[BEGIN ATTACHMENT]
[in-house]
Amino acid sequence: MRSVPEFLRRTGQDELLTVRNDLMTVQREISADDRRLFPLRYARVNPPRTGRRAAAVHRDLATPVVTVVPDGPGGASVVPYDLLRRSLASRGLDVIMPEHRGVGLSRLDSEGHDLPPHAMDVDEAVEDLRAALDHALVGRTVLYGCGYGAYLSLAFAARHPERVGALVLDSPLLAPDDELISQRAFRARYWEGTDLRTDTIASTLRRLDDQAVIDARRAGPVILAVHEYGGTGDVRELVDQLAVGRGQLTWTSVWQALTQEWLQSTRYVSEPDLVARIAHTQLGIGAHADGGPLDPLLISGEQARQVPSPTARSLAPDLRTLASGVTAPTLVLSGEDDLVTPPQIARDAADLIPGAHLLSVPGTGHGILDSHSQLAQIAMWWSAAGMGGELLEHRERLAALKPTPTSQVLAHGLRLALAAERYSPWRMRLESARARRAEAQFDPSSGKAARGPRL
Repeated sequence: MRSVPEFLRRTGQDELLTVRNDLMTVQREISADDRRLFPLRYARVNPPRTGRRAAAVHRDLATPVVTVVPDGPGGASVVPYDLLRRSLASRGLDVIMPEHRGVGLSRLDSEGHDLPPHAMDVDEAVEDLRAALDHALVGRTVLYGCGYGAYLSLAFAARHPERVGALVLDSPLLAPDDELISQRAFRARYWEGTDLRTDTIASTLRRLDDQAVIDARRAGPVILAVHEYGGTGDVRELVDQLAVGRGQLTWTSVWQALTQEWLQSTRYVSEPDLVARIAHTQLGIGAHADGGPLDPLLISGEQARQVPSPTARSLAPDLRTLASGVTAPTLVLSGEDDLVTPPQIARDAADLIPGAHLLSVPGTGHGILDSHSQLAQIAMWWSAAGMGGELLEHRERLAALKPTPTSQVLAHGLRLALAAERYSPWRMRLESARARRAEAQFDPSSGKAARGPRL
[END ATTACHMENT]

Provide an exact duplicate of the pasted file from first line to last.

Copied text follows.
[in-house]
Amino acid sequence: MRSVPEFLRRTGQDELLTVRNDLMTVQREISADDRRLFPLRYARVNPPRTGRRAAAVHRDLATPVVTVVPDGPGGASVVPYDLLRRSLASRGLDVIMPEHRGVGLSRLDSEGHDLPPHAMDVDEAVEDLRAALDHALVGRTVLYGCGYGAYLSLAFAARHPERVGALVLDSPLLAPDDELISQRAFRARYWEGTDLRTDTIASTLRRLDDQAVIDARRAGPVILAVHEYGGTGDVRELVDQLAVGRGQLTWTSVWQALTQEWLQSTRYVSEPDLVARIAHTQLGIGAHADGGPLDPLLISGEQARQVPSPTARSLAPDLRTLASGVTAPTLVLSGEDDLVTPPQIARDAADLIPGAHLLSVPGTGHGILDSHSQLAQIAMWWSAAGMGGELLEHRERLAALKPTPTSQVLAHGLRLALAAERYSPWRMRLESARARRAEAQFDPSSGKAARGPRL
Repeated sequence: MRSVPEFLRRTGQDELLTVRNDLMTVQREISADDRRLFPLRYARVNPPRTGRRAAAVHRDLATPVVTVVPDGPGGASVVPYDLLRRSLASRGLDVIMPEHRGVGLSRLDSEGHDLPPHAMDVDEAVEDLRAALDHALVGRTVLYGCGYGAYLSLAFAARHPERVGALVLDSPLLAPDDELISQRAFRARYWEGTDLRTDTIASTLRRLDDQAVIDARRAGPVILAVHEYGGTGDVRELVDQLAVGRGQLTWTSVWQALTQEWLQSTRYVSEPDLVARIAHTQLGIGAHADGGPLDPLLISGEQARQVPSPTARSLAPDLRTLASGVTAPTLVLSGEDDLVTPPQIARDAADLIPGAHLLSVPGTGHGILDSHSQLAQIAMWWSAAGMGGELLEHRERLAALKPTPTSQVLAHGLRLALAAERYSPWRMRLESARARRAEAQFDPSSGKAARGPRL